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Pakistan’s Next 5 Modern Cities

by Uneeb Khan
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Urbanization is a response to the problems associated with sustainable development. It is challenging to have a sustainable urban advancement in trying to develop nations because of the slow economic & social advancement, population economic expansion, environmental devastation, instability of the city, and slums, among other issues. Remotely sensed time-series data can significantly assist in assessing the viability and future of these five contemporary cities. However, the urban geographical range cannot be precisely determined based on data on ground cover. Know about housing society, Kingdom Valley Islamabad

Karachi:

Beta world metropolises have only tenuous ties to the global economy, like Berlin, Geneva, and Abu Dhabi. When it comes to international politics and economics, Karachi, affectionately known as the “City of Lights,” has long been a significant player. The city is the largest and most populated in the country and a banking & financial hub. On the Arabian Sea, Karachi acts as a central transportation hub. Pakistan’s two major maritime terminals, the Port of Karachi & the Port of Bin Qasim, play an essential role in international commercial mobility. Karachi generates more than one-quarter of Pakistan’s gross domestic product. An unofficial industry may generate an additional 36 percent of Pakistan’s GDP in the state, which is not involved in GDP figures. The industrial buildings of Karachi are home to many of Pakistan’s leading businesses, including those engaged in the production of textiles, solidify, steel, pharmaceuticals, machinery, & food.

Gwadar:

Baluchistan’s southernmost port, Gwadar, is a central international shipping hub. Residents of Gwadar rely heavily on fishing as their primary source of income. The people of Gwadar are extraordinarily warm and welcoming, always going out of their way to make visitors feel welcome and provide the highest level of service. People from Gwadar’s middle or working classes make up most of the city’s population. Aside from its stadium & the Pak-China CPEC project, Gwadar is also making headlines because of its location. Fishing village, Hammerhead five-star hotel, and Gwadar harbor are all well-known. Gwadar’s weather is generally wet, humid, and hot. Once a tiny fishing village, Gwadar has undergone a dramatic transformation and is now one of the world’s most important ports. This highway connects Gwadar to Karachi and is a link route.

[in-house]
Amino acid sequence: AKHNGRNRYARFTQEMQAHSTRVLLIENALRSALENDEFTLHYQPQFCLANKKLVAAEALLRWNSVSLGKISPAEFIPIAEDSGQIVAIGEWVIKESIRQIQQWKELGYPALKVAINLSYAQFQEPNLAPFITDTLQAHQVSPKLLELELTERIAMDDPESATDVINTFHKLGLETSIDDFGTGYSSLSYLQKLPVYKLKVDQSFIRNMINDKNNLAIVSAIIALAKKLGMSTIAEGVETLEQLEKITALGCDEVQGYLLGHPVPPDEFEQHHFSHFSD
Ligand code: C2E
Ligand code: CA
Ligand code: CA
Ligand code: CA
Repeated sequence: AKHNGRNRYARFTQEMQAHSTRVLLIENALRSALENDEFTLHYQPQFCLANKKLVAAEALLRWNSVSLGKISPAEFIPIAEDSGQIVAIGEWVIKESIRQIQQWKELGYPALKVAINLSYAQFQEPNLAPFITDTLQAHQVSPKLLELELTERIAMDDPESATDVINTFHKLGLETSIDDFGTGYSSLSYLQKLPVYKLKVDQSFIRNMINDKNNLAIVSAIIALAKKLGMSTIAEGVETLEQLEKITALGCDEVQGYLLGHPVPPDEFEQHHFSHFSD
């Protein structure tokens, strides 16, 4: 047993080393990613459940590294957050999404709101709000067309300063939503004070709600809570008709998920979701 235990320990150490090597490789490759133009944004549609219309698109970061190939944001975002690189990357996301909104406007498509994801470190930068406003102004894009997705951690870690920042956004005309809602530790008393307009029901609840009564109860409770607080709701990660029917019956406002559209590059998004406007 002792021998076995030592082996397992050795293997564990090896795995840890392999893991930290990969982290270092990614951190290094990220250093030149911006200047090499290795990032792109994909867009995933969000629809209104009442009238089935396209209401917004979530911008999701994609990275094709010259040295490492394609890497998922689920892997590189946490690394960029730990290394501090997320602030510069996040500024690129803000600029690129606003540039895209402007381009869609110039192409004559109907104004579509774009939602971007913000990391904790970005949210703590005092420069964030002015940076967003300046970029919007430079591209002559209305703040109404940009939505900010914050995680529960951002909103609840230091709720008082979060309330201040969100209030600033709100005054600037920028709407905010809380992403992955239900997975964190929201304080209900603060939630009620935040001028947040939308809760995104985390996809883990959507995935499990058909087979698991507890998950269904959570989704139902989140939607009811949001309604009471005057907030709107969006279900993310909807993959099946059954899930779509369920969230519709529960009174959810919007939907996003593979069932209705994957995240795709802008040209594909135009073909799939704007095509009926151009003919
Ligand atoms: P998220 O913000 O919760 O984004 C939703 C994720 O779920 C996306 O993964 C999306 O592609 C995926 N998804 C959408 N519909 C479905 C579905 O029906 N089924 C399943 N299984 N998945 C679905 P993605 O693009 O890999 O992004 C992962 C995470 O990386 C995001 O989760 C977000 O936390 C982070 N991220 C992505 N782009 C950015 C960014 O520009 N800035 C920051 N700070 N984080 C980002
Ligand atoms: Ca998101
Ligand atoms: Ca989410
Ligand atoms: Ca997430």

Islamabad:

Pakistan’s capital city, Islamabad, is a beautiful place to visit. Among the natural beauty and well-planned infrastructure, it’s a great combination. Hills, views, and health are just some reasons why people choose to call these areas home. The city of Islamabad is increasing, which means that real estate investment opportunities abound. Because of this, several well-known real estate developers have made significant investments in this city. Islamabad’s rapid growth and increasing population have made the city a vital investment center in Pakistan. There are more options for residents and businesses in the city because developers build shopping malls, apartment buildings, and other facilities. In recent years, the commercial properties sector has seen a variety of engineering-related real estate ventures. Reliable property investment advancements can return substantial investment within three to four years on several investment possibilities.

Lahore:

If you’re seeking for a great place to live and invest in Pakistan, Lahore is an excellent option. Put another way, Lahore is always at the pinnacle of the investment list. However, Lahore’s benefits and stability make it a popular choice for casual buyers. It was predicted that Lahore’s GDP would reach $84 billion in 2019. PPP estimates put the city’s GDP at $40 billion in 2008, and it is expected to rise to $102 billion in 2025 (with a slightly higher annual growth rate of 5.6% than Karachi’s 5.5%). Lahore is anticipated to contribute 11.5 percent of Pakistan’s GDP & 19 percent of Punjab’s GDP. In terms of GDP, Punjab is Pakistan’s only $100 billion-plus province, and it ranks 144th in the country.

Multan:

As a result of Multan’s economic success and advancement in several domains, including governance, real estate growth, social issues, and more, Multan has become one of Pakistan’s most progressive and exceptional cities. Anyone who decides to live in this city would have a plethora of chances because of the city’s strong institutions, awareness of global events, and efficiency in emerging industries that much exceed the national average. As a result, it’s a low-risk market opportunity with steady growth.

Last Words:

Every year, 3 percent of Pakistanis move to the cities, making it the fastest-growing urban area in South Asia. By 2030, it is predicted that more than 50 percent of Pakistan’s 250 million people will be living in urban areas. Because of this, the pace of advancement will be accelerated. Consequently, the cities mentioned above have a promising and cutting-edge future. Do you know about Rudn Enclave

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